Have you ever noticed that in every group of friends, people have assigned roles? One person may fulfil more than one role, but there will usually be a Rebel who initiates all fun/silly/drunk/downright bad ideas; the Mediator who always makes peace when group members don’t see eye to eye; the Mom who makes sure everybody takes enough warm clothes and gets home safely; the Archivist who photographs all the antics and remembers that embarrassing thing you did for about ten years after it might otherwise have been forgotten; and the Organiser who makes the plans, books the tickets and makes sure everybody shows up on time.
Most people that know me will see a little bit of all these roles in me, I suspect – but mostly I am known as the Organiser. I will search for the accommodation and flights for a trip; I will make sure a date gets into the diary for a long-awaited reunion; and I will send out invitations and collate responses. I’d like to think I am quite good at it. But every now and again I meet somebody that puts my efforts totally to shame. I already had an inkling that Luiz was a good organiser when we went to his house for a spectacular Brazilian dinner last year – there were dozens of people and he fed us as if he were a professional caterer. But even more impressive was the feat he pulled off just before Christmas together with the lovely Gail: organising a fantastic blogger Christmas lunch for 50 food bloggers at The Ship in Wandsworth. Organising bloggers can be a little lke herding cats, but Luiz managed to get all 50 of us there at the appointed time for a 4-course lunch at only £25 per head AND raise money for charity. Impressive is not the word!
I’m afraid I didn’t mingle that much – I stayed pretty close to the toasty fire all afternoon – but I did chat to the lovely Sarah, Kavey, May and Kay who were seated at the table behind me. I was lucky enough to find space at a table with Euwen, Brie & Jordi who proved to be not only excellent lunch companions but Euwen, Brie and I proved to be surprisingly good at singing Christmas carols in harmony ;o) Euwen is in fact one of the few people who likes bursting into song in public places as much as I do and that’s no mean feat. Roll on the blogger karaoke event!
So what do you feed a horde of hungry food bloggers?? Oisin Rogers, The Ship’s manager had outdone himself. The amuse bouche consisted of a mini crab cake with quail eggs and hollandaise sauce, on crushed peas – a delicious little morsel studded with capers and properly crabby. My starter was foie gras terrine rolled in pistachios with apple and pear chutney, celery salt and toasted brioche. I have had foie gras on gastropub menus before, and often you get a disappointing nugget of the stuff – but this was a generous portion, marvellously paired with the spiced fruit chutney. And I loved the crunch that the pistachios added! Other starters included roast butternut squash soup with goats cheese tortellini and white truffle oil which I also tasted and which was an indulgent, headily truffle-scented affair.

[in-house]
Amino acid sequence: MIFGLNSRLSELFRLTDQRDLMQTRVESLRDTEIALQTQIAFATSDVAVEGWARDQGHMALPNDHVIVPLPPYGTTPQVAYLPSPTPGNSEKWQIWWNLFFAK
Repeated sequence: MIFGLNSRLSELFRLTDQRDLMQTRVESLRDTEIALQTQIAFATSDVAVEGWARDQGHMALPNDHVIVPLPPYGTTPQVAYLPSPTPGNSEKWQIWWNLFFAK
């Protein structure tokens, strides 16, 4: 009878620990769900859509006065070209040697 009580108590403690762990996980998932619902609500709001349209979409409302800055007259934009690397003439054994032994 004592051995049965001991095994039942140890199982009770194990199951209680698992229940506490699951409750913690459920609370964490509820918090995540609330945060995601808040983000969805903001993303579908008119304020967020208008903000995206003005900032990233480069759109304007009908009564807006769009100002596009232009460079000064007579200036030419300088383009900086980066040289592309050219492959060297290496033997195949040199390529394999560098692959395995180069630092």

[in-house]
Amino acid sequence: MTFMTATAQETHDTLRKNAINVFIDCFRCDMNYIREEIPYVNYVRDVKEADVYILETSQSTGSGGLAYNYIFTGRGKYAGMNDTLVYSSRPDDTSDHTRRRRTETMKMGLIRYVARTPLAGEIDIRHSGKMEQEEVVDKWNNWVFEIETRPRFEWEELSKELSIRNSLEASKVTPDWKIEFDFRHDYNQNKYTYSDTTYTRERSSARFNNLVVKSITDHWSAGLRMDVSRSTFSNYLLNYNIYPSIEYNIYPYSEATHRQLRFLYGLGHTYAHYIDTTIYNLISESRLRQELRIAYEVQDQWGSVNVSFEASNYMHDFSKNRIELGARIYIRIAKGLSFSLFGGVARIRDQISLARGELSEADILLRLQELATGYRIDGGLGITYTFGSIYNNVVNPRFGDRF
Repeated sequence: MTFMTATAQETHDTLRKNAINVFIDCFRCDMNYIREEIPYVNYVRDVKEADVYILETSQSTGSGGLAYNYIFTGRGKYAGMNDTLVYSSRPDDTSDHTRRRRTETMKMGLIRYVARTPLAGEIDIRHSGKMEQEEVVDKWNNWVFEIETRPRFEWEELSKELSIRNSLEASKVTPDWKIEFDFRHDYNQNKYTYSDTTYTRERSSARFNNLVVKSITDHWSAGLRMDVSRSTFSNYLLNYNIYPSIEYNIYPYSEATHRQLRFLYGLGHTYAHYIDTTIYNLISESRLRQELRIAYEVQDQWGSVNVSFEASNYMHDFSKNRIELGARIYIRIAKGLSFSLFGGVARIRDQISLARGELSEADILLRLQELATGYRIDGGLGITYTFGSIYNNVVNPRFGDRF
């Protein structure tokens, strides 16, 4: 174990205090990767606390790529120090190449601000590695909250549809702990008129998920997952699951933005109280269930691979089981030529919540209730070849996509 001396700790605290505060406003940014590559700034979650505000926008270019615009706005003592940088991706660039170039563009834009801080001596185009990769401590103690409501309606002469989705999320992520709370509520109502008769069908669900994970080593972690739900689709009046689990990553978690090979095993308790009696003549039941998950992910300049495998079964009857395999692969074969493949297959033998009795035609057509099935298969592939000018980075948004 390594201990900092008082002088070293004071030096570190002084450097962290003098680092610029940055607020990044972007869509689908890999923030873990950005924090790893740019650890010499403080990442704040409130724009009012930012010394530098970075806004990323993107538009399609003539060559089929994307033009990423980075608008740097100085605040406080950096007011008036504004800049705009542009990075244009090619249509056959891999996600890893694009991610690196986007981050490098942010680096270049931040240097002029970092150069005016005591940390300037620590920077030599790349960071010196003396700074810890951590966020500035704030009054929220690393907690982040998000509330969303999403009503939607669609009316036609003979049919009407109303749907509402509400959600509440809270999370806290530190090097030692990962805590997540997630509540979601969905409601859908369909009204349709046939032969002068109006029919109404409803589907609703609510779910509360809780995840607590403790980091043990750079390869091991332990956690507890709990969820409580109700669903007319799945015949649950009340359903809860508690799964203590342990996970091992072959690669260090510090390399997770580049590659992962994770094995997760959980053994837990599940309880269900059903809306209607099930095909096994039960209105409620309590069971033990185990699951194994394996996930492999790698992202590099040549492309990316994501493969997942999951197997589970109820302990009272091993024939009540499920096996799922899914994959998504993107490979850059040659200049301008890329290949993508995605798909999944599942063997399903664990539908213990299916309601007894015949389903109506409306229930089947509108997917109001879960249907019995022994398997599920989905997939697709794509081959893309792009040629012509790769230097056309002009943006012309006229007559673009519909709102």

Main courses proved to be equally delightful. I opted for honey-glazed duck breast, pasty of confit duck leg, creamed spinach, root vegetable fondants and port jus. What can possibly be better than duck? duck two ways! The breast was perfectly pink and succulent, while the featherlight pasty was filled with gooey ducky goodness that only long, slow cooking can produce. The vegetable fondants were a treat in themselves – properly caramelised and the perfect foil for the duck meat. Nick, on the other hand chose the roast haunch of venison with a herb crust, red wine risotto, shallot puree and thyme sauce, which was another winner. The meat had a deep and earthy flavour and the red wine risotto provided a wonderful counterpoint.
Mains were followed by a cheese course and I must confess that by now, I was having too much of a good time to take notes so I can tell you very little about the cheeses, other than that they included a very good fresh goat cheese; two aged Comte-like hard cheeses (my favourites), a blue and a soft Camambert-like cheese. The chutney was absolutely outstanding (presumably home-made) and I would have been happy with a bowl of chutney and a spoon at this point! To accompany the cheese we were also treated to a choice of two dessert wines – which I once again did not note down – mea culpa! The darker of the two smelt of dates and Christmas while the lighter of the two was all honey and apricots – both were delicious.
For my dessert, it was a no brainer – obviously I would choose sticky toffee pudding with vanilla ice cream! But homemade Christmas pudding with prune & Armagnac ice cream was also on offer in keeping with the festive theme.
Astonishingly, for our £25 we also had wines matched to each course. I had the 2009 Marlborough Sauvignon Blanc by Mission Estate Winery, and a marvellous 2001 Rioja Reserva by Coto de Imaz.
I have to say that the staff coped admirably with 50 picky food bloggers on their premises, all snapping pictures of their food and getting progressively louder as the afternoon wore on! They were relaxed, good-humoured and apparently unflappable (and gave us free bits and pieces, like spare orders!). The quality of the food is outstanding and offers fantastic value for money, and the outdoor terrace on the banks of the River Thames would be a wonderful place for a meal or a few drinks in the summer – I’ll be back. Thanks Luiz, Gail and Oisin!
For other accounts of our lovely lunch, do take a look at The London Foodie, From Chopstix to Steaknives, Miss Immy’s London, 1 Million Gold Stars and Fernandez and Leluu.
41 Jew’s Row
And in other news… dont forget to check out the series of posts we are running on the Plate to Page workshop blog this week featuring a review of 2010 and plans for 2011 from our four workshop instructors. So far we have heard from Ilva, Jeanne and Meeta – Jamie follows on Friday!